“So, I don’t think that the end of Title 42 will have an impact on the presence of Venezuelans in Colombia,” Dib concluded. “As long as there’s still massive human rights violations in Venezuela and difficulties to integrate into Colombia, people will continue to move in search of better opportunities,” she added. 

Colombia’s government has also warned that the end of the statute will not bring significant change at borders. In a statement issued by the country’s Ministry of Foreign Affairs, Colombia said, “The lifting of Title 42 does not imply the opening of borders, the exemption of visas, the easing of regularization processes, or new family reunification measures.”

Such a glaring lack of options might explain why so many Venezuelans have turned to crossing the Darién Gap. The U.S., though, hopes it has a solution. 

New U.S. measures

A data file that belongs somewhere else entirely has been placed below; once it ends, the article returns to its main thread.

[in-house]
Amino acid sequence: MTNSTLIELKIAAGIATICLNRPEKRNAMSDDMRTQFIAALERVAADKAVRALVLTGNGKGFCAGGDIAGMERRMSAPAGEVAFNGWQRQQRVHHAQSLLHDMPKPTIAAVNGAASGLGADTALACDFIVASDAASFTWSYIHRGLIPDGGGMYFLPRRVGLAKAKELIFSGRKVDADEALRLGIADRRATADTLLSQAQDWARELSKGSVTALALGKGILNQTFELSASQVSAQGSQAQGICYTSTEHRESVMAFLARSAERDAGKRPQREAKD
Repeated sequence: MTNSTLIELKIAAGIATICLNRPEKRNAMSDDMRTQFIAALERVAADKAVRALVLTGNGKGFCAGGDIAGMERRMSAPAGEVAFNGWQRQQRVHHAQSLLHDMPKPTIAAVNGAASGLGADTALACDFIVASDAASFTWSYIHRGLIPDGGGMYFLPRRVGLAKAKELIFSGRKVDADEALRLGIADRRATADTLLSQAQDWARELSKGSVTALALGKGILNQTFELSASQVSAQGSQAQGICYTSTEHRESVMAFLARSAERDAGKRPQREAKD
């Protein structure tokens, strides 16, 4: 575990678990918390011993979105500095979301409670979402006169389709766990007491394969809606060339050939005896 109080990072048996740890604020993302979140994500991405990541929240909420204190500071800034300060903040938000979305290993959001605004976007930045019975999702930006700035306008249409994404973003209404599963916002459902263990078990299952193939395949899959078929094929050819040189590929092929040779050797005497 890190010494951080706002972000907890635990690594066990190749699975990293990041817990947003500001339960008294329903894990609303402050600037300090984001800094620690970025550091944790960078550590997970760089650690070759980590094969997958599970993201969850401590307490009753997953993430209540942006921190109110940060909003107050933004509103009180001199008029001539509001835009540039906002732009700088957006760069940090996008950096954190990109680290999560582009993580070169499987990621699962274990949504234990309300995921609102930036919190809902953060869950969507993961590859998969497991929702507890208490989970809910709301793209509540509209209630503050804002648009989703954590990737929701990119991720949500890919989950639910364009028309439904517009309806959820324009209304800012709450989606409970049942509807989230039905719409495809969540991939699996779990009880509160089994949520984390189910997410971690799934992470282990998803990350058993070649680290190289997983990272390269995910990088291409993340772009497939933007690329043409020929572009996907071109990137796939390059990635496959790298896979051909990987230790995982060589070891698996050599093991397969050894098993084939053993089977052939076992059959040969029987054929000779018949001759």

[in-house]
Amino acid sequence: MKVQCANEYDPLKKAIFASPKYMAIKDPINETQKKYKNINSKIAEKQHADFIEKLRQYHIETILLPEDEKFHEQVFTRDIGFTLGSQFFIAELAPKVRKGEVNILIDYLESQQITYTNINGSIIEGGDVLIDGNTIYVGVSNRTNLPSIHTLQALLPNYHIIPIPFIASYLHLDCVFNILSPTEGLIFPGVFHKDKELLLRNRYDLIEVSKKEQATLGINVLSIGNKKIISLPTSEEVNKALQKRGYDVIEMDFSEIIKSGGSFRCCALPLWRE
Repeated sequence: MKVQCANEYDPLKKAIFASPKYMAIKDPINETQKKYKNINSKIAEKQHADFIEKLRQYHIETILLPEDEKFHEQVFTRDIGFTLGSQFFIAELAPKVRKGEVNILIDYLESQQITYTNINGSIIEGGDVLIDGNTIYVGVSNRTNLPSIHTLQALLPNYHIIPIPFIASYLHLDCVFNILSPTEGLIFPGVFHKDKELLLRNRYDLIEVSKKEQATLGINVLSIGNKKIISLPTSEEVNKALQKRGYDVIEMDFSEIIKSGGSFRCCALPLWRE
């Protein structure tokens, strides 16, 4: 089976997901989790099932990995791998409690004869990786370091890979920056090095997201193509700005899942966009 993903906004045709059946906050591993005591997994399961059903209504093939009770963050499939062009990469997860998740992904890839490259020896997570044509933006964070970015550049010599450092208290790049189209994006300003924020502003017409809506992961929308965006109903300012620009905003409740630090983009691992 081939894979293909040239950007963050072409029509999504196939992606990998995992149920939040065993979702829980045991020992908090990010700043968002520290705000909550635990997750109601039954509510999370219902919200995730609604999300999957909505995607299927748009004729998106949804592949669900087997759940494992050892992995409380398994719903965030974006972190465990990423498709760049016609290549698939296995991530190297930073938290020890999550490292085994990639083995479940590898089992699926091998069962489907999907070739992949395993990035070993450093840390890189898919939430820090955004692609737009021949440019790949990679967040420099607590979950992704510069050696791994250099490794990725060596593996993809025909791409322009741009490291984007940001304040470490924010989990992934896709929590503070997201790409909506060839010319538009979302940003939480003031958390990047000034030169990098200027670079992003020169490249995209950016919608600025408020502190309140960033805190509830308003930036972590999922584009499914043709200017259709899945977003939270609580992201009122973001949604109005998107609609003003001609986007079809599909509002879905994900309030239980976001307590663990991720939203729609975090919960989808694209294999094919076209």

In late April, the U.S. government announced plans to establish ‘Regional Processing Centers’ where migrants can schedule appointments on their phones to have interviews with immigration specialists. If eligible, they can be processed quickly for legal pathways to the United States, Canada, and Spain. 

The first centers may be opened in Colombia and Guatemala. The former location has the potential to provide a safer alternative for migrants in South America who would otherwise face the dangerous journey through the Darién Gap. 

Spindler is in favour of this plan, claiming, “Facilitated and expanded access to resettlement, family reunification, humanitarian parole and labour mobility schemes can save lives and protect people from smuggling, trafficking, and other forms of violence.”